(CN) – In late October 1973, President Richard Nixon ordered the firing of special prosecutor Archibald Cox, who was investigating Nixon’s potential role in the Watergate break-in. A Gallup poll taken afterward found the number of Americans who wanted Nixon impeached jumped dramatically.
The public reaction to what was called the Saturday Night Massacre, which resulted in Cox’s firing and the resignations of Attorney General Elliot Richardson and Deputy Attorney General William Ruckelshaus eerily parallels what’s happening today.
Faced with an investigation into possible improper contact between Russian and officials from his presidential campaign, President Donald Trump has toyed with the idea of firing special counsel Robert Mueller. If history is any indication, such a move might spell the end of his presidency and make him a liability to the Republican Party as it tries to maintain control of the U.S. House and Senate.
According to a Gallup poll taken during the firing of Cox on Oct. 20, 1973, 33 percent of Americans said they thought Nixon should be impeached and compelled to leave the presidency. That result was 10 points higher than the previous month, showing that Americans disapproved of Nixon’s action.
In a Quinnipiac University poll released last week, 46 percent of Americans said they think Trump should be impeached and removed from office if he fires Mueller. As it stands, a larger percentage of people now think the president should be impeached if he fires the special counsel compared with October 1973 when Nixon had already done so.
Trump, who already fired FBI Director James Comey last year, also wanted to fire Mueller this past June, according to a report by the New York Times. Unlike Nixon, whose approval rating often reached more than 60 percent, Trump’s approval ratings have struggled to rise above an average of 40 percent in the 13 months since he took office. Nixon, however, took a beating after the Saturday Night Massacre, dropping to a mere 27 percent approval rating.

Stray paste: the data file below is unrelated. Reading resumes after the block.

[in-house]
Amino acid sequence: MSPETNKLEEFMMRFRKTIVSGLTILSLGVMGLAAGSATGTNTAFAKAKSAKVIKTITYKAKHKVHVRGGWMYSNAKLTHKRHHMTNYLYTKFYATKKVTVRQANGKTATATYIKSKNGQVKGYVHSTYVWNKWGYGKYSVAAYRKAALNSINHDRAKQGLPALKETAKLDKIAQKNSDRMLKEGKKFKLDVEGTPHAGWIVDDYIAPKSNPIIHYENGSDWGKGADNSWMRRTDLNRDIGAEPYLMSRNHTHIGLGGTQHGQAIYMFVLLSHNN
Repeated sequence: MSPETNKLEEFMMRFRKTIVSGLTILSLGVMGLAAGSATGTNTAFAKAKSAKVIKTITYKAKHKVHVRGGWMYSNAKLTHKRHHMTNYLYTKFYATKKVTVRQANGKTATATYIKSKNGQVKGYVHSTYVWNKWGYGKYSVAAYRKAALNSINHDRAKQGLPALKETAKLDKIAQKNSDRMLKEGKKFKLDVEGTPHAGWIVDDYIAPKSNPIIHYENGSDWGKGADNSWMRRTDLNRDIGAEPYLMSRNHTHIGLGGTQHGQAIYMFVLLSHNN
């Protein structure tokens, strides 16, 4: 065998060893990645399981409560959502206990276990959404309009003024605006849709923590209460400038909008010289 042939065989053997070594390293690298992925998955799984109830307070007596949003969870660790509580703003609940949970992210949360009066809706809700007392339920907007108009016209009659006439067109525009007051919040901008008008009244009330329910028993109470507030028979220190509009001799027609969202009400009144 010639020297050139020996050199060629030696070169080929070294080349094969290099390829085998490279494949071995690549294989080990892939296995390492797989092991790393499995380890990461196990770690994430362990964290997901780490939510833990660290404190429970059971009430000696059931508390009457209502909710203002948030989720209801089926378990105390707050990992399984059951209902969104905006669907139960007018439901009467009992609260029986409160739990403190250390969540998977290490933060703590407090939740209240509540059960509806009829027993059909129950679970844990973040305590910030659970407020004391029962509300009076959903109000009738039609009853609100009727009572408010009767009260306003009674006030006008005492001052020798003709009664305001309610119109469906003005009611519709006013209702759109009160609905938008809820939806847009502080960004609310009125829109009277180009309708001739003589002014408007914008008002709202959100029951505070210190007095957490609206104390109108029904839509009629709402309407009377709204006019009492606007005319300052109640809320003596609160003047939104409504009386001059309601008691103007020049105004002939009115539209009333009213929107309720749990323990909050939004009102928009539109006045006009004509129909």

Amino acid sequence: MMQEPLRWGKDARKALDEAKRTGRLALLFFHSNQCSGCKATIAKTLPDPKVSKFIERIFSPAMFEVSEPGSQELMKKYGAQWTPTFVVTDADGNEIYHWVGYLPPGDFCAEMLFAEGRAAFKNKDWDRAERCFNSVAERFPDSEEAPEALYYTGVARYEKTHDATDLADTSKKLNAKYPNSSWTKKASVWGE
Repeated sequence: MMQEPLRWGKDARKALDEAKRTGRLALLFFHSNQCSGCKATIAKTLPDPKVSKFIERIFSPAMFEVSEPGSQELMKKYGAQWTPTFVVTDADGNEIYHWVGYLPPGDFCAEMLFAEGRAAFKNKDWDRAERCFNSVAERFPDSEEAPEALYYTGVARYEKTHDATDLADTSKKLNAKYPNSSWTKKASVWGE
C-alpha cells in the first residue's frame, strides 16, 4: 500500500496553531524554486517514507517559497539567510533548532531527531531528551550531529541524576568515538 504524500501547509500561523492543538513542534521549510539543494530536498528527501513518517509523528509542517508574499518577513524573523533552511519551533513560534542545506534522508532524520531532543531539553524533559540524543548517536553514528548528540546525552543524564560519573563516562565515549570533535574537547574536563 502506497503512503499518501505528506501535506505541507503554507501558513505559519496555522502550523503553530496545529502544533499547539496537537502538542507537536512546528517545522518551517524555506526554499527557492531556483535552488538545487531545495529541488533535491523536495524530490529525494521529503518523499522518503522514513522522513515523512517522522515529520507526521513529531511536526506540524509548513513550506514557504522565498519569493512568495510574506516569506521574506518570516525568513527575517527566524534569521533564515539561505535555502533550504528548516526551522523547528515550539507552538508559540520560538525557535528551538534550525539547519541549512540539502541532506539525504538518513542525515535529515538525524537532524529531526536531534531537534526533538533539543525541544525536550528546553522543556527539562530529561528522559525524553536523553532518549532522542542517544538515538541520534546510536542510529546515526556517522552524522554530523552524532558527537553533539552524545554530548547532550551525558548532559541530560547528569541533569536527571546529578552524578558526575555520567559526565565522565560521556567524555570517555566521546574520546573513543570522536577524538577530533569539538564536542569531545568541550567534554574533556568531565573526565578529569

Following the news of the Watergate break-in of the Democratic National Committee’s headquarters, Nixon disassociated himself from aides and counsel who were implicated in the burglary. So too has Trump tried to downplay the roles played by former campaign manager Paul Manafort and former foreign policy adviser George Papadopoulos.
Manafort was indicted by Mueller for allegedly laundering millions of dollars and Papadopoulos pleaded guilty to lying to the FBI. What’s worse for Trump is lack of credibility coming from both in and out of the White House. His press secretary Sarah Sanders said last fall that Papadopoulos “was somebody that played a minimal role.”
Rep. Devin Nunes, R-Calif., and a part of the Trump transition team, recently said that Papadopoulos “never even had met with the president.”
That turned out to be incorrect, as then-candidate Trump tweeted a picture of Papadopoulos sitting in a meeting with Trump and others on March 31, 2016.
As Gallup pointed out, Americans in 1973 were no more forgiving of who the president allied with than they are today.
“I find it hard to believe that any honest person could allow himself to be surrounded by so many dishonest people,” a college student said in the 1973 poll.
Besides Papadopoulos and Manafort, Mueller has indicted Manfort’s deputy Rick Gates and former National Security adviser Michael Flynn. Flynn pleaded guilty to “willfully and knowingly” lying to the FBI, and has agreed to cooperate in the Mueller probe.
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